How often do we see stories of women on-screen, especially told by a woman? It is rare. What is even rarer is when the story is told right. In Tribhanga – Tedhi Medhi Crazy, writer-director Renuka Shahane, a well-known actor herself, attempts at making an emotional drama around three generations of women. But while the plot seem pitch-perfect, the narration falls short of expectations. Even the lead actors fumble while pushing the storyline forward.
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Tribhanga – Tedhi Medhi Crazy is essentially a story about a family; three women, their struggles and aspirations. Tanvi Azmi is Nayantara, an acclaimed writer and mother of Anuradha (enacted by Kajol). Anuradha, a Bollywood actor-dancer, is as complex and fierce as her mother and also a single mother. Mithali Palkar, who is playing Masha (Anuradha’s daughter), is different from the rest of the women in her family. She is a housewife who is willing to comprise on anything to have the “normal” life that she was deprived of.
Or as the maker herself explains through the language of dance: Nayantara is Abhanga, a slightly mad genius; Mashsa is Samabhanga, completely balanced; and Anuradha is skewed and weird, she is Tribhanga. A brain stroke that puts Nayantara in a coma then forces the broken family to reunite and deal with their differences.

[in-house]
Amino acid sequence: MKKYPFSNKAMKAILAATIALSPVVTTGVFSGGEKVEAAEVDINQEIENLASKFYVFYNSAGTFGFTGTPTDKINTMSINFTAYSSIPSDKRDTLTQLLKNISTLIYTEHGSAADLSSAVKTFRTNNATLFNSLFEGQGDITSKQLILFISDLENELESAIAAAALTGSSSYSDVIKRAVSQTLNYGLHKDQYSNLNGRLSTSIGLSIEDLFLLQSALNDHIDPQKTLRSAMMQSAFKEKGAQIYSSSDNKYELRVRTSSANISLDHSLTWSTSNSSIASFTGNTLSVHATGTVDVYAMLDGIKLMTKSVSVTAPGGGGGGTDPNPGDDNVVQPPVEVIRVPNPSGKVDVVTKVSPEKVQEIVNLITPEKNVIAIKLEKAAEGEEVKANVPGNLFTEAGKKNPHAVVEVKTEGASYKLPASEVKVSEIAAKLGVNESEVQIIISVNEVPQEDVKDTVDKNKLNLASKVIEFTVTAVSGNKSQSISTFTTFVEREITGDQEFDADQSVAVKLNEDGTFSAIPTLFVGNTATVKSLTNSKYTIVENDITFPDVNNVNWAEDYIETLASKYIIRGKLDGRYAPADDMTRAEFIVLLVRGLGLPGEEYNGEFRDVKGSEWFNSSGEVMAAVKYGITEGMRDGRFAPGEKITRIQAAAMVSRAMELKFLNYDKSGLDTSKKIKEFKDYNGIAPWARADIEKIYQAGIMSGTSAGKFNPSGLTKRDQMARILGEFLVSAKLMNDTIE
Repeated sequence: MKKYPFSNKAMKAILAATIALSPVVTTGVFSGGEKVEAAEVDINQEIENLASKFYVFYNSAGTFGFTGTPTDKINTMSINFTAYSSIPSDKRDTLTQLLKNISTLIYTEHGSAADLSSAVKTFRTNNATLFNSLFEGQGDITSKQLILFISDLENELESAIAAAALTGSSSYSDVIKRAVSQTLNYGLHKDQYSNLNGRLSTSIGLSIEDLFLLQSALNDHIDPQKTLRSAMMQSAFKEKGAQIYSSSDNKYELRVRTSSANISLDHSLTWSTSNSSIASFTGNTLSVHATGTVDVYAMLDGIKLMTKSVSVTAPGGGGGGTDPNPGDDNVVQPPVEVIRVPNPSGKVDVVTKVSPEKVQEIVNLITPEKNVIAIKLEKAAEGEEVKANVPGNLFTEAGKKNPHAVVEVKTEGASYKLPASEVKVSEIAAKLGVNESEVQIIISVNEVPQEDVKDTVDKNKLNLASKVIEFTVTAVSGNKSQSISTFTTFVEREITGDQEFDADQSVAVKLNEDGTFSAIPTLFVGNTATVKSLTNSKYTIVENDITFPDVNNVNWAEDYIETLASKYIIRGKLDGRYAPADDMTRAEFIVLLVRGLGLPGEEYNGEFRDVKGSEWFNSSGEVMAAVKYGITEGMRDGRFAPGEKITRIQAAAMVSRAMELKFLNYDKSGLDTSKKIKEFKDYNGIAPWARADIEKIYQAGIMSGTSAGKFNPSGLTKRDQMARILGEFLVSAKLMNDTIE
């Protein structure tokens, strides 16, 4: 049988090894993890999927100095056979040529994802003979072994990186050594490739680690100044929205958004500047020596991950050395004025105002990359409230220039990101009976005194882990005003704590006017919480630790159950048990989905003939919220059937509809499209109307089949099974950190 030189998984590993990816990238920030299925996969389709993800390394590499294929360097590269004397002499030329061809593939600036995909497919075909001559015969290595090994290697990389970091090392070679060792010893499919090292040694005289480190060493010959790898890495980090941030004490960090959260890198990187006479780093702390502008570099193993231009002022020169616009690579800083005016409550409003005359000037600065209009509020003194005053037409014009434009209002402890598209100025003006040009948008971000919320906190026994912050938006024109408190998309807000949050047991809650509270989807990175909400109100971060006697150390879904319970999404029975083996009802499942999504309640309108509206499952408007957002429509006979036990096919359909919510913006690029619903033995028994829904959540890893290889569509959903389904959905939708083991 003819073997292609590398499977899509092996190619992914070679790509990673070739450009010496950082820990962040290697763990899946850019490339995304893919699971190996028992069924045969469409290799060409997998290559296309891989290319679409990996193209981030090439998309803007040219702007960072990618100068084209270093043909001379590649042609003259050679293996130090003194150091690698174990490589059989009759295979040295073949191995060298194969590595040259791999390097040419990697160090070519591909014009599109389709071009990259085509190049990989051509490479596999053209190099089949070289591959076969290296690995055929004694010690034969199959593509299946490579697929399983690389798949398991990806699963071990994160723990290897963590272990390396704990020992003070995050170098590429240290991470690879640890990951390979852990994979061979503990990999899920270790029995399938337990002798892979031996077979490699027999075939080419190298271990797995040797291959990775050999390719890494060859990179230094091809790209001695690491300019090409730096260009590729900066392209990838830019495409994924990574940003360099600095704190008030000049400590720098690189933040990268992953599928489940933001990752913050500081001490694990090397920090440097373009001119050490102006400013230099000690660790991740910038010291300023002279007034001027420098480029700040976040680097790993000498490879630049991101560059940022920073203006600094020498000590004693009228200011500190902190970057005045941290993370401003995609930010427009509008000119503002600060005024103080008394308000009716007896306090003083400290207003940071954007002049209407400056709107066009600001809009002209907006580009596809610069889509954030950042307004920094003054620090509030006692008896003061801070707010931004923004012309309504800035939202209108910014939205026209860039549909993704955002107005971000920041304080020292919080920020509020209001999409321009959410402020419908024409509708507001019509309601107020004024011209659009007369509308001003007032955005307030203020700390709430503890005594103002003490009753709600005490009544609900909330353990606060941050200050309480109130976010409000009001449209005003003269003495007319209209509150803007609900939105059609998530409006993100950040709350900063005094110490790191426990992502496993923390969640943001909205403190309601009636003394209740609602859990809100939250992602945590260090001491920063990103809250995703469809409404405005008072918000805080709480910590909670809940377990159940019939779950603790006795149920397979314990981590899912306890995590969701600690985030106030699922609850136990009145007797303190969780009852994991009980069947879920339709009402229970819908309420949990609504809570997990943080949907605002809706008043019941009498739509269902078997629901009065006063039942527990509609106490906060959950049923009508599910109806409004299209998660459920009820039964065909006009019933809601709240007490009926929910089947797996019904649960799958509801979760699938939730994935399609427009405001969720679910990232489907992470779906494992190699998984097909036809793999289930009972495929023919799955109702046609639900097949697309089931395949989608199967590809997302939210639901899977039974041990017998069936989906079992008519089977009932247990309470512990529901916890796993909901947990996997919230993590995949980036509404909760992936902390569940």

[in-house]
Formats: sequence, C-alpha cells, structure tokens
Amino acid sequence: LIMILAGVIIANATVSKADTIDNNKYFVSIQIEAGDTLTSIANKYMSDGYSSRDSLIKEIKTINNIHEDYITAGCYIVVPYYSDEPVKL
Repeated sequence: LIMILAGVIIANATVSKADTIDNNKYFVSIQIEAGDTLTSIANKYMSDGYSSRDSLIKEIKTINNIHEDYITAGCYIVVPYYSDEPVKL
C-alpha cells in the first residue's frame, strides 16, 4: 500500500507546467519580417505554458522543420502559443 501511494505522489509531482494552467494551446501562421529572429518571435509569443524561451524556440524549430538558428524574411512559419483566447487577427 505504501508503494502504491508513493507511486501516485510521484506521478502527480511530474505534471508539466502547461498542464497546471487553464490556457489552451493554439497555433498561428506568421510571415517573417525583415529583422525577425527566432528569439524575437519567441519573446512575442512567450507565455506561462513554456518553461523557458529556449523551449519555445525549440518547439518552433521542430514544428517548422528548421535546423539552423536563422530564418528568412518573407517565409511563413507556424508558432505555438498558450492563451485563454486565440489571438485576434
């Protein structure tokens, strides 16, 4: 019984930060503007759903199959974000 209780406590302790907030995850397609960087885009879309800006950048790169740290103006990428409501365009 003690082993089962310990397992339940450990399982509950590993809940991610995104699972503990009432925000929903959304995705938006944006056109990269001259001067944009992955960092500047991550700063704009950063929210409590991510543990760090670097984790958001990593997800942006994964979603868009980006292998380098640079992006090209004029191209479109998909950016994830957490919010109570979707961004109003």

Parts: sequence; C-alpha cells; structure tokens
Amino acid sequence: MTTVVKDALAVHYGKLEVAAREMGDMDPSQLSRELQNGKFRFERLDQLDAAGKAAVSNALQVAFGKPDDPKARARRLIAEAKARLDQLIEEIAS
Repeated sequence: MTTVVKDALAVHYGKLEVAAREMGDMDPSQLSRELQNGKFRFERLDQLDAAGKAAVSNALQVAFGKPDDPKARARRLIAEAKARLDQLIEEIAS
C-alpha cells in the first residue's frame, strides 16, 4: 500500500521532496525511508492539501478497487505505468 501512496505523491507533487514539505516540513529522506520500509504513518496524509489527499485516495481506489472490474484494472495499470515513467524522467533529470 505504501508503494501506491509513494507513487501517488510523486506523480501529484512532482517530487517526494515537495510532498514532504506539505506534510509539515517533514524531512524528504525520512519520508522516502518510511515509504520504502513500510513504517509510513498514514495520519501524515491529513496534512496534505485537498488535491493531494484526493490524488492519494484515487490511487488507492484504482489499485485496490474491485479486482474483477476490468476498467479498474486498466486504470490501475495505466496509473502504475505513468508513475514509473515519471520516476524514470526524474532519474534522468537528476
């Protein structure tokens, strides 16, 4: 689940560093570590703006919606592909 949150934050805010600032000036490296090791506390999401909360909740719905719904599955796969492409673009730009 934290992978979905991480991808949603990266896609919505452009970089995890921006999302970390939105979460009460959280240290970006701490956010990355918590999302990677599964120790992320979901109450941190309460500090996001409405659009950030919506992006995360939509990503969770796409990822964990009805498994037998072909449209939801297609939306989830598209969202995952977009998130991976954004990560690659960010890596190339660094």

- Director: Renuka Shahane
- Cast: Kajol, Tanvi Azmi, Mithila Palkar, Kunaal Roy Kapur
- Duration: 95 mins
- Storyline: When her estranged mother falls into a coma, a self-made single mother grapples with regret and resentment while reflecting on their strained relationship.
The film however incorporates multiple elements – there is sexual assault, domestic violence, and professional aspirations – to justify the sour dynamics between the central characters. The intensity of the sensitive subject matters ends up weakening the otherwise sincere storyline.
The brilliant Tanvi Azmi holds your attention and Mithali is pleasantly present in the limited screen-time she has. It is however a dull Kunaal Roy Kapur and often artless Kajol who appear out of place.
Early on in the film, Kunaal Roy Kapur as Milan (a writer who is helping Nayantara on her autobiography), describes Anuradha as, “rude and stony-hearted.” What he misses adding is that she is also a tad bit irritating. 15 minutes into the movie, I was desperately waiting for a subtle Kajol. All her emotions seemed heightened, and in most parts, she appears to be trying too hard to be believable.
However, as we inch towards the finale, the actor returns to her luminous self. Watch out for a beautifully-enacted segment between Anuradha and her mother Nayantara, where the fragile frugality of emotions is heartfelt. If only there were more such scenes to root for…
Tribhanga – Tedhi Medhi Crazy is now streaming on Netflix
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